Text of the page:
said it was aggressively adding staff. “With tens of thousands of corporate and technology positions currently available, we continue to seek talented people to help us build the future of retail, robotics, healthcare, devices, cloud computing, etc.” Amazon spokeswoman Kelly Nantel told MarketWatch.
For now, Big Tech is taking a hit in market valuation. The aggregate market capitalization of about 300 publicly traded technology companies with operations in San Francisco and the Valley is at its lowest level, $9.98 trillion, since 2013 after peaking at nearly $15 trillion in November 2021, says Rachel Massaro, vice president of research at the Silicon Valley Institute for Area Studies.
“There’s definitely a confluence of things that make everyday life difficult,” Massaro told MarketWatch. “It’s a huge impact that trickles down to businesses, management and the level of hiring.” [The unemployment rate in Santa Clara and San Mateo counties, in the heart of the valley, is at a 22-year low of 2.05%, though that could change if layoffs pick up and hiring clamps down.]
Like almost everyone else, cybersecurity startup Aura is watching costs closely and preparing for a tough macro climate “for years” between inflation, war, supply chain issues and a post-COVID climate, the report said. Aura CEO Hari Ravichandran at MarketWatch. “It impacts the whole business ecosystem,” he said.
Adding to economic uncertainty: Demand for PCs and tablets is heading for its worst decline in several years, according to a new forecast from International Data Corp. Global traditional PC shipments will drop 8% year-over-year to 321.2 million in 2022 – the biggest drop since 10% in 2015. were lowered to 158 million, down 6% from 2021 – its worst percentage drop since 10% in 2018.
“We are very confident that the commercial PC market will remain stronger than the consumer and education markets,” IDC analyst Ryan Reith told MarketWatch. “But that won’t match the growth spurt during the pandemic in 2020 and 2021. The challenge remains inflation, war in Ukraine, a lockdown in China and some lingering supply chain issues.”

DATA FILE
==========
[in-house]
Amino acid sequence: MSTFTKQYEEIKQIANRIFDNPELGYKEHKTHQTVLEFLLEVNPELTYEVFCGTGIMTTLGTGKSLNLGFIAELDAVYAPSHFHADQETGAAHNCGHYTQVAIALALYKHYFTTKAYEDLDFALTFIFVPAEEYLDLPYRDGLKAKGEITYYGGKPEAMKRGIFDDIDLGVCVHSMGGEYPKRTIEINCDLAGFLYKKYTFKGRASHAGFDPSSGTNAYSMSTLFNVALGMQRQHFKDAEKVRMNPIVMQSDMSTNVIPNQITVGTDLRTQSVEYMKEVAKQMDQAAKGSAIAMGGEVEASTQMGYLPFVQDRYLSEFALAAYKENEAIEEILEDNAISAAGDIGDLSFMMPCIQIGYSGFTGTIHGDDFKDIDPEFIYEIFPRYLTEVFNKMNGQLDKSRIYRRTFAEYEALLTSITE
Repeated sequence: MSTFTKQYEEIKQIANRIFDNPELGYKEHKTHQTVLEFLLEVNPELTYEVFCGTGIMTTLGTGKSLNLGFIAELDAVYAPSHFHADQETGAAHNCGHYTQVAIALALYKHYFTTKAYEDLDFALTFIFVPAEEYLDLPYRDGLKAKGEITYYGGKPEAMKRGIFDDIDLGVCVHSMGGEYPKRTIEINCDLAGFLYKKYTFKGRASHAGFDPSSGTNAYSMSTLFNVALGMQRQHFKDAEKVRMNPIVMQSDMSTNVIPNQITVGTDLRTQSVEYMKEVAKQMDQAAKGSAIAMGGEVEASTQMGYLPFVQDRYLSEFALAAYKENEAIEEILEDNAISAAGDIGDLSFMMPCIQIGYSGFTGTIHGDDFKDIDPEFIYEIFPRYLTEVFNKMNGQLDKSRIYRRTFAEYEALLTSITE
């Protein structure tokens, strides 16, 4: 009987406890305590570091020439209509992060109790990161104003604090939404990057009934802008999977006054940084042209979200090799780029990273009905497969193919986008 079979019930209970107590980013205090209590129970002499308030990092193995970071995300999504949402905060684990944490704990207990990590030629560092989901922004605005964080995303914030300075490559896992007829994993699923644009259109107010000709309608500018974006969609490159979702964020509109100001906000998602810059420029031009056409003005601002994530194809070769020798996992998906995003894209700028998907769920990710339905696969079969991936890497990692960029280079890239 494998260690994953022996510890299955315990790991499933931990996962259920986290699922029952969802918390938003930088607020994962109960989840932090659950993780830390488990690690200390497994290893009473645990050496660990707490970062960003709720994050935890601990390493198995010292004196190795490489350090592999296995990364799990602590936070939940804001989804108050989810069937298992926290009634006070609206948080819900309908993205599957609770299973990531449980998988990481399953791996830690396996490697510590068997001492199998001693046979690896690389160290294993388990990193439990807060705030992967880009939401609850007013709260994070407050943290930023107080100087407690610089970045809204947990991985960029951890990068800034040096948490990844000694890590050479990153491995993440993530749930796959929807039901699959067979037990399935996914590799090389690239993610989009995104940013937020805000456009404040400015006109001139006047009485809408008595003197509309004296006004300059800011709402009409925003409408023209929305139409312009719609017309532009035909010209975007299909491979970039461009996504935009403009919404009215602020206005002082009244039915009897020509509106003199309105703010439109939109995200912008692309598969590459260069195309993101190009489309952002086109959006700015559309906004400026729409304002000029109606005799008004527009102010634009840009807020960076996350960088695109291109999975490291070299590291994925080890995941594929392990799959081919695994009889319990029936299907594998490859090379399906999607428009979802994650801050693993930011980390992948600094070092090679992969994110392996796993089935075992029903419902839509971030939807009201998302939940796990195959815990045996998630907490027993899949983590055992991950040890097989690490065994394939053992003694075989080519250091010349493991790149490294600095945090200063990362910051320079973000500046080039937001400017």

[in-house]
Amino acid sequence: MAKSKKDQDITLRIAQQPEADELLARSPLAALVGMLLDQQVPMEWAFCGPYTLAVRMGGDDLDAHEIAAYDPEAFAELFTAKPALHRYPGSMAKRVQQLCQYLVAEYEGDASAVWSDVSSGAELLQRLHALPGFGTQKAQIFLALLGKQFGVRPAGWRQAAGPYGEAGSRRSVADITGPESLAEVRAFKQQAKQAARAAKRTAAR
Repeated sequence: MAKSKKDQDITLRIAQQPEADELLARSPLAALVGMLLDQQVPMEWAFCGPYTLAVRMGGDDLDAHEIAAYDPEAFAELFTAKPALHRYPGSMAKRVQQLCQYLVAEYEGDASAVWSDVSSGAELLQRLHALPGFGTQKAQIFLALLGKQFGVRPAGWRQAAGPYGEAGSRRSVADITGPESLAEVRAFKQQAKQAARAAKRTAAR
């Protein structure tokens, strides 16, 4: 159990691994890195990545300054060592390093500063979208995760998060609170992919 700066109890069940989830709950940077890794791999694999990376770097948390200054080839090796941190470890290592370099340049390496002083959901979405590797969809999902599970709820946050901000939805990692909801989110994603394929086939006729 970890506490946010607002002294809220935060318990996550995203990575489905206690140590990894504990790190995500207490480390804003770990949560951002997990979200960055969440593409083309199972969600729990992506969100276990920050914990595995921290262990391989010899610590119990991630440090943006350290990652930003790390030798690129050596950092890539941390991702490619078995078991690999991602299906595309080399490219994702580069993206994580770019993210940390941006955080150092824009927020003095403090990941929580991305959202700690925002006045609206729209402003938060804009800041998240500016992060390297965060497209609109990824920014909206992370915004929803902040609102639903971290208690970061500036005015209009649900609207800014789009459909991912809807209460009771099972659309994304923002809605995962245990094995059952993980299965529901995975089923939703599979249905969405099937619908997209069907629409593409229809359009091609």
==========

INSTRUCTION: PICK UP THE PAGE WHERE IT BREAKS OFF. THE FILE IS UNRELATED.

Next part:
Another dynamic is the jigsaw-shaped impact of COVID on job security at companies that benefited greatly from the hyper-growth days of the pandemic, when homebound Americans splurged on streaming, gaming and social media.
After spending the better part of two years growing its content and users while garnering millions of new subscribers, Netflix Inc. NFLX,
has imposed layoffs in recent weeks. Last month, it announced internally that it was laying off about 150 employees, including some in the management ranks and in the animation division, who make up about 1.3% of the company’s 11,300 employees.
Read more: Netflix lays off 150 employees as executives seek to cut costs
The shaken circumstances at Netflix and elsewhere represent a shocking turn of events for employees jumping from one high-paying gig to another — sometimes, within months, employment experts say.
“It was definitely a candidate market the last two years,” Marty Reaume, chief human resources officer at Sequoia Consulting Group, told MarketWatch. She said 459 business leaders representing mostly California-based tech companies revealed in March 2022 that more than 20% of their workforce left their jobs in 2021. The national average, by comparison, is d around 15%.
“The curve couldn’t go up forever” of “frenzied hiring” and “wage increases,” Reaume said. “It was getting a little silly looking for talent. If there’s an upside to this crazy market, things will calm down a bit.